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Bankruptcy filing highlights stress

Daniel Thomas Gulf News
An artist's impression of Al Murjan's White Bay development in Umm Al Quwain

An artist's impression of Al Murjan's White Bay development in Umm Al Quwain


Dubai It was one of the most recent visible signs of the cash flow constraints faced by the local property market when Al Murjan Real Estate, the company behind a $3-billion stalled residential development in Umm Al Quwain, filed for insolvency in November. This episode attracted attention not just because it was the first court-mandated bankruptcy of a distressed property project after the financial crisis began, but also because it puts the spotlight back on a number of projects put on hold in the country.



"Whether other developers in similar positions will file for bankruptcy remains to be seen but one would estimate that other developers are in a similar financial position as Al Murjan," says Shahram Safai, partner at law firm Afridi & Angell.

At the same time, while this is the first court-mandated bankruptcy of a distressed property project in the country, the law has, for the last 17 years, remained largely unchanged, points out Safai. "So, the Al Murjan episode is a clear sign of the current economic climate."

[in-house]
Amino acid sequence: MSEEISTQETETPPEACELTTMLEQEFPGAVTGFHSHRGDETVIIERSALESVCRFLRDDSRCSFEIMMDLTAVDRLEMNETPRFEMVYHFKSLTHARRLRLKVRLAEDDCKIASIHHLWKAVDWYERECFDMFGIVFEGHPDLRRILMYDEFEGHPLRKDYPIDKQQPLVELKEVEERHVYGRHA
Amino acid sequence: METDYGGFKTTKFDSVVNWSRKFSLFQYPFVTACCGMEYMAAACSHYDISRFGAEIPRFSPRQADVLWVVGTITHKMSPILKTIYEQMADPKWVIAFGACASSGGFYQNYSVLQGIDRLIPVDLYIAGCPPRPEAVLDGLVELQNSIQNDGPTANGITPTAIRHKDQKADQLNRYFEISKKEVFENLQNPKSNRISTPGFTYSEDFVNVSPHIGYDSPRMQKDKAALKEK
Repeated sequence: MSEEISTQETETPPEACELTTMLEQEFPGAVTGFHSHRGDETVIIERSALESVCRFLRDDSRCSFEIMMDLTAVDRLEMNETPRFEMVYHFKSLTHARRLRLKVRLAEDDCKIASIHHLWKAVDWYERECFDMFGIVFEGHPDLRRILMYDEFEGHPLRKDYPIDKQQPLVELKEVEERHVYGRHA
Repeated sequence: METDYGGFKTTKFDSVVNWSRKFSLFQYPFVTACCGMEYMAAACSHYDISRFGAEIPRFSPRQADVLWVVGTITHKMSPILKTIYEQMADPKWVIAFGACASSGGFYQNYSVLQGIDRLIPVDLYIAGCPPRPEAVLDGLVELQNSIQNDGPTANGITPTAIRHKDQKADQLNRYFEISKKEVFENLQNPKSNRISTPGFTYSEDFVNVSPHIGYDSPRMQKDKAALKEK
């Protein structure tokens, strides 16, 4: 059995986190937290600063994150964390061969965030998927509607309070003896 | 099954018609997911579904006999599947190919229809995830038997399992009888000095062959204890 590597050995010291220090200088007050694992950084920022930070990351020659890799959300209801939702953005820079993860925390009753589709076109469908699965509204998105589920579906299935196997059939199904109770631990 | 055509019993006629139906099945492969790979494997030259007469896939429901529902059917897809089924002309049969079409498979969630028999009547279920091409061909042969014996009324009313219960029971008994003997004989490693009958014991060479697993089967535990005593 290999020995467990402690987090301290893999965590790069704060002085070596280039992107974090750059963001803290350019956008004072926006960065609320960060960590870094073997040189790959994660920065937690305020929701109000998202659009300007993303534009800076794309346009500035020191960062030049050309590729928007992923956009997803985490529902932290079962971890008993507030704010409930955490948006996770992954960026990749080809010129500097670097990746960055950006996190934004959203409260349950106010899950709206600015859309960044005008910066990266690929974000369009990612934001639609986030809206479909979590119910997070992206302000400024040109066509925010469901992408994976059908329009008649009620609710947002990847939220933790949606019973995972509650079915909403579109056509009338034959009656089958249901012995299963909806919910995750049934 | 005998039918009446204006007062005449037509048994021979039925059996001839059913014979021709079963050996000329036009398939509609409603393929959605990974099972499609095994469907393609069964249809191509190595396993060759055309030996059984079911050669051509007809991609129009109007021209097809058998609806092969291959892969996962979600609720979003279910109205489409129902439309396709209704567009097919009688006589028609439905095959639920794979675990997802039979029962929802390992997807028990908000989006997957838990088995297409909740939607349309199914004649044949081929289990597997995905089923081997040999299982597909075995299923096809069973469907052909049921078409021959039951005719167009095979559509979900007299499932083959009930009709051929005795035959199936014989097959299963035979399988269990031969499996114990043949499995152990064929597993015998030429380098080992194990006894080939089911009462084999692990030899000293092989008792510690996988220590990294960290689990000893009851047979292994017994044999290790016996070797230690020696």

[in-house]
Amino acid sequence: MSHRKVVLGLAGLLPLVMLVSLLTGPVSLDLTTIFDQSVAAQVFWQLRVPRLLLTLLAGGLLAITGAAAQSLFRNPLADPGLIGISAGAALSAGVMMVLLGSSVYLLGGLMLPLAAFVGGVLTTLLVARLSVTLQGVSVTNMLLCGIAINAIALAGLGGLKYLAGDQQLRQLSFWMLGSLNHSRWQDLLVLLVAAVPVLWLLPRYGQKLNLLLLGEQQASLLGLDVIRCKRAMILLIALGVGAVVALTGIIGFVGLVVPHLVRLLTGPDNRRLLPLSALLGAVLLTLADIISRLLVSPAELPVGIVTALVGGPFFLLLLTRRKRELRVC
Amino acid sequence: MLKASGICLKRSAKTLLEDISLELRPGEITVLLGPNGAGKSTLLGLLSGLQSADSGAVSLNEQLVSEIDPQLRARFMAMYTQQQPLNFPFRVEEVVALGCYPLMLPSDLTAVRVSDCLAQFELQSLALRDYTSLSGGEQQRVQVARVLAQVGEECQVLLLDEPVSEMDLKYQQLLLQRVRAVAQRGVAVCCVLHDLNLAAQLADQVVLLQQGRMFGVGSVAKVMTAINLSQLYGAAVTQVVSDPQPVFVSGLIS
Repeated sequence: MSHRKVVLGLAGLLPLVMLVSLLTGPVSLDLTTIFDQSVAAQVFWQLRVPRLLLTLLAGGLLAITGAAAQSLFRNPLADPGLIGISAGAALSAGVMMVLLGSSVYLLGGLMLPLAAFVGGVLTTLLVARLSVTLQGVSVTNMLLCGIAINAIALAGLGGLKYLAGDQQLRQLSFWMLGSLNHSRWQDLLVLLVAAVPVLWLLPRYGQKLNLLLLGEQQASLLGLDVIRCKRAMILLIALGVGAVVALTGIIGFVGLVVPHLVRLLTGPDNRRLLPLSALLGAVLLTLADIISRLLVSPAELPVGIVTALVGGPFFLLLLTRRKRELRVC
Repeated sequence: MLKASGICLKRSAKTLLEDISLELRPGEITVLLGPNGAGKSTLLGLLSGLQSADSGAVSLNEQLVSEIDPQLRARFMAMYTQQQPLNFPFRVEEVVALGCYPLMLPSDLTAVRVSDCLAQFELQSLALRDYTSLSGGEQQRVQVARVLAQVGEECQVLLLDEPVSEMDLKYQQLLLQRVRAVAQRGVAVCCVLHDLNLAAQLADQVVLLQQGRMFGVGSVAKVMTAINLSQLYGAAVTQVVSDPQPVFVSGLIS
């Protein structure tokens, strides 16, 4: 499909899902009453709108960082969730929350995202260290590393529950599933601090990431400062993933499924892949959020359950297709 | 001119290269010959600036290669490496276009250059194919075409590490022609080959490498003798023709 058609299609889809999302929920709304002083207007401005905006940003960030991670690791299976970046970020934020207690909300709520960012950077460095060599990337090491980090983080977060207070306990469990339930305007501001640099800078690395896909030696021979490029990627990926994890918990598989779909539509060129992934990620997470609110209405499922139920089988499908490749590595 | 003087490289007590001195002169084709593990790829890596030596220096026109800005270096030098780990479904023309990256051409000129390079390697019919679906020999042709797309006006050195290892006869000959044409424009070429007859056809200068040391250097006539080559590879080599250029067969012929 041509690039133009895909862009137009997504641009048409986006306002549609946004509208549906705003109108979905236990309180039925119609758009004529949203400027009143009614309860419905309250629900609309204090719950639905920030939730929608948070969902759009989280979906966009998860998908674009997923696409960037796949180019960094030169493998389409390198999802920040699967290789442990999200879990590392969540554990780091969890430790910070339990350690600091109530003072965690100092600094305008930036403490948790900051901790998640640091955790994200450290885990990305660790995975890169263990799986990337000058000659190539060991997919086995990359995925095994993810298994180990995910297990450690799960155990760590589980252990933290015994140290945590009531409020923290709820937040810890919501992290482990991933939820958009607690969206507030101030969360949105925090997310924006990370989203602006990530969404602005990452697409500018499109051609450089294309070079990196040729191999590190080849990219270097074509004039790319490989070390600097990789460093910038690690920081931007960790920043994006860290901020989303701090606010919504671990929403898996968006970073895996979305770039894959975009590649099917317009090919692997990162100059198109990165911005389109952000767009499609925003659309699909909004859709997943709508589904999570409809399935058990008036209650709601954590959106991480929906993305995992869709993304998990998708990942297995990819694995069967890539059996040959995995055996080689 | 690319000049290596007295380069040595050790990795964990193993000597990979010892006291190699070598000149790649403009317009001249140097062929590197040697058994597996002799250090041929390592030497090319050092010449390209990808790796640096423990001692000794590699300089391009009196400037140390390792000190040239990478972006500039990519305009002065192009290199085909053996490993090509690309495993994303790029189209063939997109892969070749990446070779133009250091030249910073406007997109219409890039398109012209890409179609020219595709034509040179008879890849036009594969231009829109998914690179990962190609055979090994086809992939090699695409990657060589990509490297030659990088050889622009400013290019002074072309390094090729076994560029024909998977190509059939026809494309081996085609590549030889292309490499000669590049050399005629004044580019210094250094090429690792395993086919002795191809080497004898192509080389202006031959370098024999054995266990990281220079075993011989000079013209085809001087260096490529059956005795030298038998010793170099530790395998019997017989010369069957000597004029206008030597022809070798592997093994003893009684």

For the investors caught up in the troubled situation, there is apparently enough reason for concern. Buyers at the 8,000-home White Bay development now face a long legal process in order to recover their money. "The principle of bankruptcy is that after a given period, it wipes the slate clean, allowing the company to restart. If the company is liquidated as a result, it cannot restart and the assets are sold off and the money used to repay creditors [investors]. Often, the costs of liquidation are high and the assets few, so typically, the creditors only receive a fraction of what they have paid," says Adrian Camps, managing director and CEO of Fine and Country, specialists in the marketing of exclusive properties. Umm Al Quwain has an escrow law and the object of placing the investor's funds in escrow is to protect them from such problems. "If the funds are in escrow, then this will provide some degree of protection, but often, only a proportion of funds are transferred to escrow, so the remainder are vulnerable," warns Camps.


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